Multidrug treatment could make cancers manageable in coming decades
A new research has revealed how resistance to targeted drug therapy emerges in colorectal cancers. The study also discusses about a multidrug approach that could be helpful in managing the many cancers, if the said form of cancer is not curable.
A Harvard researcher who is working on the evolution of drug resistance in cancer says that in coming decades many, many forms of cancers could be manageable.
"Many people are dying needlessly of cancer, and this research may offer a new strategy in that battle," Martin Nowak, a professor of mathematics and of biology and director of the Program for Evolutionary Dynamics has been quoted as saying.
"One hundred years ago, many people died of bacterial infections. Now, we have treatment for such infections - those people don't have to die. I believe we are approaching a similar point with cancer," he added.
The key, Nowak's research suggests, is to change the way clinicians battle the disease.
Of late Physicians and researchers have increasingly turned to "targeted therapies" - drugs that combat cancer by interrupting its ability to grow and spread - instead of traditional chemotherapy, but such treatment is far from perfect. A majority of targeted therapies are effective for only a few months and soon cancer becomes resistant to the drugs.
The main reason behind the colon cancer treatment as per the new study is the KRAS gene that produces a protein to regulate cell division. In active condition KRAS gene helps cancer cells develop resistance to targeted-therapy drugs that makes treatment useless.
To comprehend the role of KRAS gene in drug resistance, a team of researchers led by Bert Vogelstein, the Clayton Professor of Oncology and Pathology at the Johns Hopkins Kimmel Cancer Center, launched a study which started by testing patients to determine if the KRAS gene was in active state in their tumours.
Patients in which an activated KRAS gene underwent a normal round of targeted therapy treatment and the initial results - as expected - were found successful. Tests performed after the treatment broke down, however, showed a different result as the KRAS gene had been activated.
During their research, Vogelstein's team analyzed a handful of mutations that can lead to the activation of the KRAS gene. In order to interpret those results, they sought help of Nowak's team, including mathematicians Benjamin Allen, a postdoctoral fellow in mathematical biology, and Ivana Bozic, a postdoctoral fellow in mathematics.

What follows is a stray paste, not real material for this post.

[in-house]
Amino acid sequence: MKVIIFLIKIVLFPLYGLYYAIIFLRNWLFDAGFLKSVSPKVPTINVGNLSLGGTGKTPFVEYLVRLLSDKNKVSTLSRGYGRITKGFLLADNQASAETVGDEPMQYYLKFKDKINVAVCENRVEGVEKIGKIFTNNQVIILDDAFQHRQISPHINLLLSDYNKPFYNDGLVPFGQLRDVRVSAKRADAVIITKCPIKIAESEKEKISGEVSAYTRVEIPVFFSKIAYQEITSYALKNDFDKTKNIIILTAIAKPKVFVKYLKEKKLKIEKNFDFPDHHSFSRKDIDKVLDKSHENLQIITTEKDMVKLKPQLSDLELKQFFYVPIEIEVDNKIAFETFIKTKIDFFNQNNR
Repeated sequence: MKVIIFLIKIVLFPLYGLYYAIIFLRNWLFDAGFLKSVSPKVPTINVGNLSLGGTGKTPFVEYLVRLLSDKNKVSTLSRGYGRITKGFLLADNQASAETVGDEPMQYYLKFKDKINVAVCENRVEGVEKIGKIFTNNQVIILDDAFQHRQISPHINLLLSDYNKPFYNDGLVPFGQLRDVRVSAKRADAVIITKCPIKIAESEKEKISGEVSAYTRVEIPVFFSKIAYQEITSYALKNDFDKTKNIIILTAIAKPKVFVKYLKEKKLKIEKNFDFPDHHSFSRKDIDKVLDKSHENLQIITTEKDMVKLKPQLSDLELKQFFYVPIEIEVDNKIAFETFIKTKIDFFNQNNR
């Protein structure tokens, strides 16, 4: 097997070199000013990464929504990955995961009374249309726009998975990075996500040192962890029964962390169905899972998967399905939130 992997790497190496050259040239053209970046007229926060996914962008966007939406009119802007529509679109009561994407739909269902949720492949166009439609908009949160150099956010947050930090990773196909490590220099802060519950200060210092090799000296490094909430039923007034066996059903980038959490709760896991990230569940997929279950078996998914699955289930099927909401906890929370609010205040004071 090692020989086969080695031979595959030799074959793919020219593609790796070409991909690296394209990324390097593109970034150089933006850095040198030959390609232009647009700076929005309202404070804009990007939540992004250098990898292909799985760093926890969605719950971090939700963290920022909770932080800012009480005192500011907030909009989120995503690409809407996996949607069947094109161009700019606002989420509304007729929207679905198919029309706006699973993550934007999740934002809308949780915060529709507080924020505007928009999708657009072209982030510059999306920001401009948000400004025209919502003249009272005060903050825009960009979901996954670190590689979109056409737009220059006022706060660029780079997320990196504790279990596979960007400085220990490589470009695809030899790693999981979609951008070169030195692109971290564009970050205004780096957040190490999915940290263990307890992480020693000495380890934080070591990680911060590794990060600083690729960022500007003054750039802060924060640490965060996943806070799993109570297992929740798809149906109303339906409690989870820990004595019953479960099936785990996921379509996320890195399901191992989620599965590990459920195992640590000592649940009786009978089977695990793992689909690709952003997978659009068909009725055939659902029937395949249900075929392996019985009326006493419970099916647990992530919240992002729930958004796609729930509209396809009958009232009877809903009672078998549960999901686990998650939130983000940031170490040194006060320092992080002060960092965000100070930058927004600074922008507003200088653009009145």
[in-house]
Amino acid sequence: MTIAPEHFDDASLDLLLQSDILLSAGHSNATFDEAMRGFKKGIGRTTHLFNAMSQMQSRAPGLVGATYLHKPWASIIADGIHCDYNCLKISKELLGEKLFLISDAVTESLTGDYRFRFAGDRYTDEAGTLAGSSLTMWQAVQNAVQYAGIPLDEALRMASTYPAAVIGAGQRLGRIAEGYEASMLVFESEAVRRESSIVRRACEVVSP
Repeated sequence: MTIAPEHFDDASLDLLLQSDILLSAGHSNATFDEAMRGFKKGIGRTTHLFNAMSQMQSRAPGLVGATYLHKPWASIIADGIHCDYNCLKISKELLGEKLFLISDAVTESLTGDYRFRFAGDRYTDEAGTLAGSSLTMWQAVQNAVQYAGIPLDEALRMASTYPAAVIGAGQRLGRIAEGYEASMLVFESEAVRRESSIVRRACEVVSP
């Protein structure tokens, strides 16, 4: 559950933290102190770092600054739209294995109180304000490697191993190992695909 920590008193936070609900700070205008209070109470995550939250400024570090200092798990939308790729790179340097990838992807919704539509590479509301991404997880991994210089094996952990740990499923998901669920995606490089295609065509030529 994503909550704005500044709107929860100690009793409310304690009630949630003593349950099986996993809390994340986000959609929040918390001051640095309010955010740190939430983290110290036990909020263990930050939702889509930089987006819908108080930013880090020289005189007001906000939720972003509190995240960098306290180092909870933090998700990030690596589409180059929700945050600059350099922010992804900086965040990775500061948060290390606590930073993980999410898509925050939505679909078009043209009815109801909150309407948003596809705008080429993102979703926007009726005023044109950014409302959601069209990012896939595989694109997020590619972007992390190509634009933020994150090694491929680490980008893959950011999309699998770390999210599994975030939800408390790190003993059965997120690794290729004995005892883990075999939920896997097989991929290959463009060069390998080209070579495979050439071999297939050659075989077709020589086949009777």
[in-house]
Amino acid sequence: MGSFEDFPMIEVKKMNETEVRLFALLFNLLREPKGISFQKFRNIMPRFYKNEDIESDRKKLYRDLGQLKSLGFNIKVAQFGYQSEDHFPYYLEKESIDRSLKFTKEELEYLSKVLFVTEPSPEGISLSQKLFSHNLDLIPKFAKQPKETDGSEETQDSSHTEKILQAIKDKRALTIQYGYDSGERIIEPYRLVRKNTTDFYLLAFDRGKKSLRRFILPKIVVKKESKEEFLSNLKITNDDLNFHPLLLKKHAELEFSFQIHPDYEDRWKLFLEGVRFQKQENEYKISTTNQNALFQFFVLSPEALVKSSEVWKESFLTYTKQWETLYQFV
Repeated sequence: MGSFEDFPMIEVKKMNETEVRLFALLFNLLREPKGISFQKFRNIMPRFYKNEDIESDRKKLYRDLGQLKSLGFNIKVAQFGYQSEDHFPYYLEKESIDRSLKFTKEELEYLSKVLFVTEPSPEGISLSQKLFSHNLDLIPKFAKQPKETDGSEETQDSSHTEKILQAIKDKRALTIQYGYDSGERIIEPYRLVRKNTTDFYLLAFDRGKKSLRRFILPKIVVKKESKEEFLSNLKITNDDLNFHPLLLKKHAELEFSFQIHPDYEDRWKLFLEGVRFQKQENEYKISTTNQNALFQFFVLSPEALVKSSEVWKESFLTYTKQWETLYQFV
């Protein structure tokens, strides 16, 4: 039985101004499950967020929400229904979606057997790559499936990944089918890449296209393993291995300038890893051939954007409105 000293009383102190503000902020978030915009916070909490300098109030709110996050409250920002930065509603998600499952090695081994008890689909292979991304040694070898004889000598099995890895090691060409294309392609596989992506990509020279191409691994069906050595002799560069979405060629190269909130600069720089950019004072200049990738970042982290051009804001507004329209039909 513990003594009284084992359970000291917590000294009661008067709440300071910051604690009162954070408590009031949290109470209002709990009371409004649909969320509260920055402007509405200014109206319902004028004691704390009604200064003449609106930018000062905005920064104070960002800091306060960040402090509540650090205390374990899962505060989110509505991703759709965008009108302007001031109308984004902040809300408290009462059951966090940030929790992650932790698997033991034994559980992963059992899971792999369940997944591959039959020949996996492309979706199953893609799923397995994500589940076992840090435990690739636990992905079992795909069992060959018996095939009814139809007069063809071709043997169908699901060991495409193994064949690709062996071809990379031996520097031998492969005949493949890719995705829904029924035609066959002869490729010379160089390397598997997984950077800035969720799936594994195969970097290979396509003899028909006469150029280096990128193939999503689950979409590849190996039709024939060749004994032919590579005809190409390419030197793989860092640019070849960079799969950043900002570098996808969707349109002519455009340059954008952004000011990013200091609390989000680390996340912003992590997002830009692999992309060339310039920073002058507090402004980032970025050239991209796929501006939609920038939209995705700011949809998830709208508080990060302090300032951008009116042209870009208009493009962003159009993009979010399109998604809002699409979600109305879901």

Analyzing the clinical results, Allen and Bozic were able to mathematically explained the exponential growth of the cancer and determine whether the mutation that led to drug resistance was pre-existing, or whether it occurred after beginning of cancer.
Their model was able to predict, with surprising accuracy, the window of time from when the drug is first administered to when resistance arises and the drug begins to fail.
"By looking at their results mathematically, we were able to determine conclusively that the resistance was already there, so the therapy was doomed from the start," Allen has been quoted as saying.
"That had been an unresolved question before this study. Clinicians were finding that these kinds of therapies typically don't work for longer than six months, and our finding provides an explanation for why that failure occurs," he said.
Put simply, Nowak said, the findings suggest that, of the billions of cancer cells that exist in a patient, only a tiny percentage - about one in a million - are resistant to drugs used in targeted therapy. When treatment starts, the nonresistant cells are wiped out. The few resistant cells, however, quickly repopulate the cancer, causing the treatment to fail.
"Whether you have resistance prior to the start of treatment was one of the large, outstanding questions associated with this type of treatment. Our study offers a quantitative understanding of how resistance evolves, and shows that, because resistance is there at the start, the single-drug therapy won't work," Bozic said.
The answer, Nowak said, is simple: Rather than the one drug used in targeted therapy, treatments must involve at least two drugs.
The treatment should be according to the needs of the the patient, and patient's genetic makeup should be taken into consideration. Nowak said that importantly the two drugs used simultaneously must not overlap. If a single mutation enables the cancer to become resistant to both drugs, the treatment will fail just as the single-drug therapy does.
According to Nowak estimates hundreds of drugs might be needed to address all the possible treatment variations. But developing these drugs is very challenging.
The findings of the study have been published in the 28th June issue of the nature.
--with inputs from ANI
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